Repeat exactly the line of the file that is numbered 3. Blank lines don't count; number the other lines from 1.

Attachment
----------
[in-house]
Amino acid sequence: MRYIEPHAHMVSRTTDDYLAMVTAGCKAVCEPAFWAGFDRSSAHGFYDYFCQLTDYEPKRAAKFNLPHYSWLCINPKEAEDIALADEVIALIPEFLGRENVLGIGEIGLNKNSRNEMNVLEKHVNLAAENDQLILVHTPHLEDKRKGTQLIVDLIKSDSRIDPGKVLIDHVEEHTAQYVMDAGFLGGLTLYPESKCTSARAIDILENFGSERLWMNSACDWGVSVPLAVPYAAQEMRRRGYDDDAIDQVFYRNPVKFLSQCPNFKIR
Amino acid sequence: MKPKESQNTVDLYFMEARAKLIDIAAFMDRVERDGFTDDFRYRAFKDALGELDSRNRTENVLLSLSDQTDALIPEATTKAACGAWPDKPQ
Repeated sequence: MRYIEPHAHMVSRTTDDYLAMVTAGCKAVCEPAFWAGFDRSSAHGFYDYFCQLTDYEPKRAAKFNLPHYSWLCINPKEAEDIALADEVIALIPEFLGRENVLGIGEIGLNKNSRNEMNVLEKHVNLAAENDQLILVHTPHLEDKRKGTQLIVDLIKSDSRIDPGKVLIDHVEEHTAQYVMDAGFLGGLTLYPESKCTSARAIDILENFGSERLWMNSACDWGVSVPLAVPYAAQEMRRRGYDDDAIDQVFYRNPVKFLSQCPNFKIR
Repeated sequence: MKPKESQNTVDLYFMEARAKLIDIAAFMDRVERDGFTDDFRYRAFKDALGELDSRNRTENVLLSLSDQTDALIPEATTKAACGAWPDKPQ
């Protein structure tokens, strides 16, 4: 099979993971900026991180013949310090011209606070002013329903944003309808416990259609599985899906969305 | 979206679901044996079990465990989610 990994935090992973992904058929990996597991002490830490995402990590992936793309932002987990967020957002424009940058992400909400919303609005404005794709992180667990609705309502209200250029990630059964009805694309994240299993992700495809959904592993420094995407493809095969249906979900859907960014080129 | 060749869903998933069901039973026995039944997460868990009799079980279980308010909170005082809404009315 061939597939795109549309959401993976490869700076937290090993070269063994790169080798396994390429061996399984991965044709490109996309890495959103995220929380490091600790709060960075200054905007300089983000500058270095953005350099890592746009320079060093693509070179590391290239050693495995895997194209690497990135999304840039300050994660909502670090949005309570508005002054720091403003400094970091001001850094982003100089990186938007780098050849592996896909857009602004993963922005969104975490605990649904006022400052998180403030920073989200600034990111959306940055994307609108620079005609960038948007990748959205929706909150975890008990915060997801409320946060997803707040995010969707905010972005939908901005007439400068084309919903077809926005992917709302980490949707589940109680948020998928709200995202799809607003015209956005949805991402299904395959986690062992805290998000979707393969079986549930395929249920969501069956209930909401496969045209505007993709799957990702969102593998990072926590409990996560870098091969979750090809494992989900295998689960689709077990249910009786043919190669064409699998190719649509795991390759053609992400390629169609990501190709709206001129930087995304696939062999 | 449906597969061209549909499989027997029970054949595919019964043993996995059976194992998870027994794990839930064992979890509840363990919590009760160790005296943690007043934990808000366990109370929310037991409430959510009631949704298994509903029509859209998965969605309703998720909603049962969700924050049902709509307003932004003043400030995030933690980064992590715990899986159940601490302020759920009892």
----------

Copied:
Amino acid sequence: MKPKESQNTVDLYFMEARAKLIDIAAFMDRVERDGFTDDFRYRAFKDALGELDSRNRTENVLLSLSDQTDALIPEATTKAACGAWPDKPQ